Stephen Troell, a U.S aid worker from Tennessee, was shot dead by unknown assailants while he drove through Baghdad last week with his wife and daughter in the car. A little-known militia claimed responsibility for the murder, calling it revenge for the U.S. airstrike that killed Iranian Maj. Gen. Qassem Suleimani more than two years ago. Troell’s death is a test of whether President Joe Biden is prepared to hold Iran’s clerical dictatorship accountable for the killing or attempted killing of American civilians—a test he has failed before.
In August, the Department of Justice unsealed charges against a member of Iran’s Islamic Revolutionary Guards Corps for offering an assassin $300,000 to kill John Bolton, who served as U.S. national security adviser in 2018-2019. The Iranian agent told an informant he wanted Bolton to die before the anniversary of Suleimani’s death.
A month earlier, federal prosecutors announced charges against five Iranians for a conspiracy to kidnap Masih Alinejad, a U.S. citizen, journalist, and human rights activist born in Iran. The defendants planned to abduct Alinejad near her home in Brooklyn and take her to Iran.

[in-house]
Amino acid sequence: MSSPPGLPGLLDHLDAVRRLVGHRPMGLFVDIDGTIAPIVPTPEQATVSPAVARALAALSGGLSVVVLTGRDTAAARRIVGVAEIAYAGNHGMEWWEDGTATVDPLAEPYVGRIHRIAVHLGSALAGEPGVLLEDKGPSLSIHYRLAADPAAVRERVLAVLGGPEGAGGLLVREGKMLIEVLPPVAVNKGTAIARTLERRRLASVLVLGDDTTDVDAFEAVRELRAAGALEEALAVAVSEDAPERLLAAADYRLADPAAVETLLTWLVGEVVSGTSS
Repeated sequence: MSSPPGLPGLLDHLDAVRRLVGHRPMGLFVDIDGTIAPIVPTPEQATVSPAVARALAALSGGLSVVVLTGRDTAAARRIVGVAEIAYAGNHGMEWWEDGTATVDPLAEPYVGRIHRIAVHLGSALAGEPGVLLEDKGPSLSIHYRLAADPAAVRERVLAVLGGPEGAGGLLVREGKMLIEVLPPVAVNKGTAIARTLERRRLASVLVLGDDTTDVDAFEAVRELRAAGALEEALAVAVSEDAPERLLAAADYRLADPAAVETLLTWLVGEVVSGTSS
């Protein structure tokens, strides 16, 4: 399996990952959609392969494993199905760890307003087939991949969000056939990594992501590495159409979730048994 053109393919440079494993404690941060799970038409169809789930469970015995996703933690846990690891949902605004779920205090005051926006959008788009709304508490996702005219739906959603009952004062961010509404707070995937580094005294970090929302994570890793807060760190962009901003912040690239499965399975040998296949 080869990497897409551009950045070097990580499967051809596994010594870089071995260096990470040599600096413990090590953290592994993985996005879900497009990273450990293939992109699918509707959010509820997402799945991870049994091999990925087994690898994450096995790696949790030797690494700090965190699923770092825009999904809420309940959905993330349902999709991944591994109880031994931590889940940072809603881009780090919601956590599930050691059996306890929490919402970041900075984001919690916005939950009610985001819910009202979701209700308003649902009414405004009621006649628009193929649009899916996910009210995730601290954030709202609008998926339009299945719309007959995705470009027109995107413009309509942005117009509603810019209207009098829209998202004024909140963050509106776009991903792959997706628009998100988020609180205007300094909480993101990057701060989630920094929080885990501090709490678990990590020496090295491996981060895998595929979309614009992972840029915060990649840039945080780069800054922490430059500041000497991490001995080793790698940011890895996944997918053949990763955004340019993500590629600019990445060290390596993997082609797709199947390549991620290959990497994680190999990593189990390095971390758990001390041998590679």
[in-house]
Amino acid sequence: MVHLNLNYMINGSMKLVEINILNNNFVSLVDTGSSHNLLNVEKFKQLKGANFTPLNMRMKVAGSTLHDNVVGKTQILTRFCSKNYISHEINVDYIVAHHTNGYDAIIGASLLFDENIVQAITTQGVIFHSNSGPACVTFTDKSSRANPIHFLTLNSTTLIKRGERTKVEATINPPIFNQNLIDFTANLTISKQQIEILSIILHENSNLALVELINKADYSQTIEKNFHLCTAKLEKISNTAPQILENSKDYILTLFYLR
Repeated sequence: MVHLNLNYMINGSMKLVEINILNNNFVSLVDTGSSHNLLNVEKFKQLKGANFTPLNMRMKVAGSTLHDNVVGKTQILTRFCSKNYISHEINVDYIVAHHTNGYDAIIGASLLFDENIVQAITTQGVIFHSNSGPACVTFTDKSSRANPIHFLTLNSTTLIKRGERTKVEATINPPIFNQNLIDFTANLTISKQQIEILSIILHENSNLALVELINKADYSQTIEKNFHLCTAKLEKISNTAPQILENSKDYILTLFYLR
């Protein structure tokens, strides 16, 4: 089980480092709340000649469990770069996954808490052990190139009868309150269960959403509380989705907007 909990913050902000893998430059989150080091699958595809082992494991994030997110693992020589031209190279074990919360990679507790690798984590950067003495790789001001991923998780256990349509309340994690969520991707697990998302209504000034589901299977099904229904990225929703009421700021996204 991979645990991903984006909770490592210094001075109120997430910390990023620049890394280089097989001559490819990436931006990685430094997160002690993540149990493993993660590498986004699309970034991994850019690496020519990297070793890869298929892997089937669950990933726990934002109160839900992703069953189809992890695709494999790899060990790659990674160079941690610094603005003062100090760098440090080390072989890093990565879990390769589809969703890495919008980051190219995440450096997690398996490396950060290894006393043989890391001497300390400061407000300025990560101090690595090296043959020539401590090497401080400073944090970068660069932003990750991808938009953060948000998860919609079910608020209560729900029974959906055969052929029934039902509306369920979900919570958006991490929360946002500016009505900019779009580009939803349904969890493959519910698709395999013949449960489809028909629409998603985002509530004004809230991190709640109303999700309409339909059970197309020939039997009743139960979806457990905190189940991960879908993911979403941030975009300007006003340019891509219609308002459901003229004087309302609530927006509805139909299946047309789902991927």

The response to these attacks should have been a show of force that exacted a heavy price from the Revolutionary Guards and their accomplices. Instead, Biden at the time remained fixated on his pursuit of a nuclear deal with Tehran, continuing to offer hundreds of billions of dollars of sanctions relief if Iran imposes temporary restraints on its nuclear program. The proposed deal does not have effective monitoring and enforcement provisions, so Iran can reap the financial rewards of an agreement without surrendering its nuclear option.